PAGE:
MINNEAPOLIS (WCCO) – In front of parents and family members, students at Minnesota School of Science (MSS) performed a play that brought history to life and highlighted their heritage.

Kimberly Jones, dean of students at MSS, says many of her students are unaware of their roots.

“What I’ve noticed is a lot of our students don’t know a lot about their own history; where they come from, where their great grandmothers and grandfathers are from,” Jones said.

Jones wrote the play “A Day in Black,” which tackles some dark chapters in black history as well as celebrating milestones.

“I wanted to do a play to that allowed them to see that we came from one place, we had this really horrible experience and what it meant for us and what it means for them,” she said.

Every student in kindergarten through sixth grade participated in Friday’s program. The play takes the kids from Africa, through the Middle Passage and slavery, and up through today with Barack Obama as president.

Jones has adapted those tough parts of history into events that are relatable to kids. She says the students understand the lessons, and their questions become discussions for all.

Clorinda Jacobson is a kindergarten teacher at MSS. She says there have been a lot of questions, but the classroom is the appropriate place to teach social and emotional lessons.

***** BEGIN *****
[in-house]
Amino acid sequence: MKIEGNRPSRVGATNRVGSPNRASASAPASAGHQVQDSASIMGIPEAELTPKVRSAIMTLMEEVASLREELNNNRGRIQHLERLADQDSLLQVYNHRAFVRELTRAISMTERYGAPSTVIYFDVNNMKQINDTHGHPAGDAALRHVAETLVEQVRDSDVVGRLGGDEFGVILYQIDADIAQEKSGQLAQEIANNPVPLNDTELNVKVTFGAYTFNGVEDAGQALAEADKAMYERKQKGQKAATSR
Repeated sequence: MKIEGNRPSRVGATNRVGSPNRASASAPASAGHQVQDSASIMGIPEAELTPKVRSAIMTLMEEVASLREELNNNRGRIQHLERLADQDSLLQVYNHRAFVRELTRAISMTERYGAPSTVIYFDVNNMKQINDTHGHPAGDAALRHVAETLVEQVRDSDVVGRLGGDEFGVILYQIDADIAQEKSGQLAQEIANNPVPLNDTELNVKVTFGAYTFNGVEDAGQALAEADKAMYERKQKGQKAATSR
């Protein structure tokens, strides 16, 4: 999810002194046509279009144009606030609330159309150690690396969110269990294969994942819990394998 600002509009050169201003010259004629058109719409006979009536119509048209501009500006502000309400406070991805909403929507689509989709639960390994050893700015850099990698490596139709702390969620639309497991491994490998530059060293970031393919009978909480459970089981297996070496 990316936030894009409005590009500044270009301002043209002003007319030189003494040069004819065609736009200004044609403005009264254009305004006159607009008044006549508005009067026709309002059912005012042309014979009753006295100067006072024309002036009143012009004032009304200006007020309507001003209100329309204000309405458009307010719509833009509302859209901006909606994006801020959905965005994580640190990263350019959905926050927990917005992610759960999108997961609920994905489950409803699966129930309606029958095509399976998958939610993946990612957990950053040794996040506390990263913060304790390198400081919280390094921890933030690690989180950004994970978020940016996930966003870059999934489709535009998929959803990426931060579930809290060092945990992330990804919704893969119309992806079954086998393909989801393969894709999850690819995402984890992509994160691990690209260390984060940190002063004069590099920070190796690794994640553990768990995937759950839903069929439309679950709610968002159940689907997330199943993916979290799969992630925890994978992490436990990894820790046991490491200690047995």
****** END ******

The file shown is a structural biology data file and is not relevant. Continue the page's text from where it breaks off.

“The kids really like the stories, and we’ll be continuing to teach them throughout the end of the year,” Jacobson said. “Meaningful and relevant stories are really what engage the kids.”

Some of the darkest chapters in history are interpreted in the play. Through watching their peers, students like Jamesha Hatchett discovered a part of her family’s past.

“It was really taking me to a time where I could feel like I was watching what was going on during slavery,” Hatchett said.

The youngest actor in the play is portraying one of the biggest faces of the Civil Rights moment. Kindergarten student Justavion White portrays Dr. Martin Luther King, Jr. Even at six years old, he’s able to understand and share messages from that pivotal moment in time.

“He brought peace to our world,” said White. “He gave a speech. He didn’t want people treated how they shouldn’t be.”

White says he uses King’s lessons at recess, where he’s nice and fair to his fellow schoolmates.

Drawing inspiration from the play, Jones wants the students to use history as a guideline and inspiration in their lives.

“Getting them with the idea [that] you can dream, you know, really, really big. And you can accomplish really, really great things if you dream about it,” she said.

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